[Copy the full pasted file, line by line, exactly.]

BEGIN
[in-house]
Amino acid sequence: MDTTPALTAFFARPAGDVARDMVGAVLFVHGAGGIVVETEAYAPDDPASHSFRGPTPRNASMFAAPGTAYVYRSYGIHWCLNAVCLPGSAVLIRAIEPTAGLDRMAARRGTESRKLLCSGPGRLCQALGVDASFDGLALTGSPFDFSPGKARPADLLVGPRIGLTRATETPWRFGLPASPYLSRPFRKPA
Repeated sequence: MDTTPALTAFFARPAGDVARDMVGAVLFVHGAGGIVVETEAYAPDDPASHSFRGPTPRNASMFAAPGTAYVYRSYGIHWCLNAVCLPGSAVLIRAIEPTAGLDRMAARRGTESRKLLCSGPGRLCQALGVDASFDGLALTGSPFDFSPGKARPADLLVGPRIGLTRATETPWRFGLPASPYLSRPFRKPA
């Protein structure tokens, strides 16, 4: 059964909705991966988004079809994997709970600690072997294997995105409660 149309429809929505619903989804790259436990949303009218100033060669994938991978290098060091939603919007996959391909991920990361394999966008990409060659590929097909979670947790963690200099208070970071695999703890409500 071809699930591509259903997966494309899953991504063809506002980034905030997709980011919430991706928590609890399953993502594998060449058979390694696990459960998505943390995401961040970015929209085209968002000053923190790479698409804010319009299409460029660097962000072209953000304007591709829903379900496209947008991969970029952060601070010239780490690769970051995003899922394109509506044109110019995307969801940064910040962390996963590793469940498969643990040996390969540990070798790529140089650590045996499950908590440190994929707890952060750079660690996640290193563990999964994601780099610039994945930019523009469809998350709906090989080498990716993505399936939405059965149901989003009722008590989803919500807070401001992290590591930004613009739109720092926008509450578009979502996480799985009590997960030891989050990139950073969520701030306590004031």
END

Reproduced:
[in-house]
Amino acid sequence: MDTTPALTAFFARPAGDVARDMVGAVLFVHGAGGIVVETEAYAPDDPASHSFRGPTPRNASMFAAPGTAYVYRSYGIHWCLNAVCLPGSAVLIRAIEPTAGLDRMAARRGTESRKLLCSGPGRLCQALGVDASFDGLALTGSPFDFSPGKARPADLLVGPRIGLTRATETPWRFGLPASPYLSRPFRKPA
Repeated sequence: MDTTPALTAFFARPAGDVARDMVGAVLFVHGAGGIVVETEAYAPDDPASHSFRGPTPRNASMFAAPGTAYVYRSYGIHWCLNAVCLPGSAVLIRAIEPTAGLDRMAARRGTESRKLLCSGPGRLCQALGVDASFDGLALTGSPFDFSPGKARPADLLVGPRIGLTRATETPWRFGLPASPYLSRPFRKPA
């Protein structure tokens, strides 16, 4: 059964909705991966988004079809994997709970600690072997294997995105409660 149309429809929505619903989804790259436990949303009218100033060669994938991978290098060091939603919007996959391909991920990361394999966008990409060659590929097909979670947790963690200099208070970071695999703890409500 071809699930591509259903997966494309899953991504063809506002980034905030997709980011919430991706928590609890399953993502594998060449058979390694696990459960998505943390995401961040970015929209085209968002000053923190790479698409804010319009299409460029660097962000072209953000304007591709829903379900496209947008991969970029952060601070010239780490690769970051995003899922394109509506044109110019995307969801940064910040962390996963590793469940498969643990040996390969540990070798790529140089650590045996499950908590440190994929707890952060750079660690996640290193563990999964994601780099610039994945930019523009469809998350709906090989080498990716993505399936939405059965149901989003009722008590989803919500807070401001992290590591930004613009739109720092926008509450578009979502996480799985009590997960030891989050990139950073969520701030306590004031």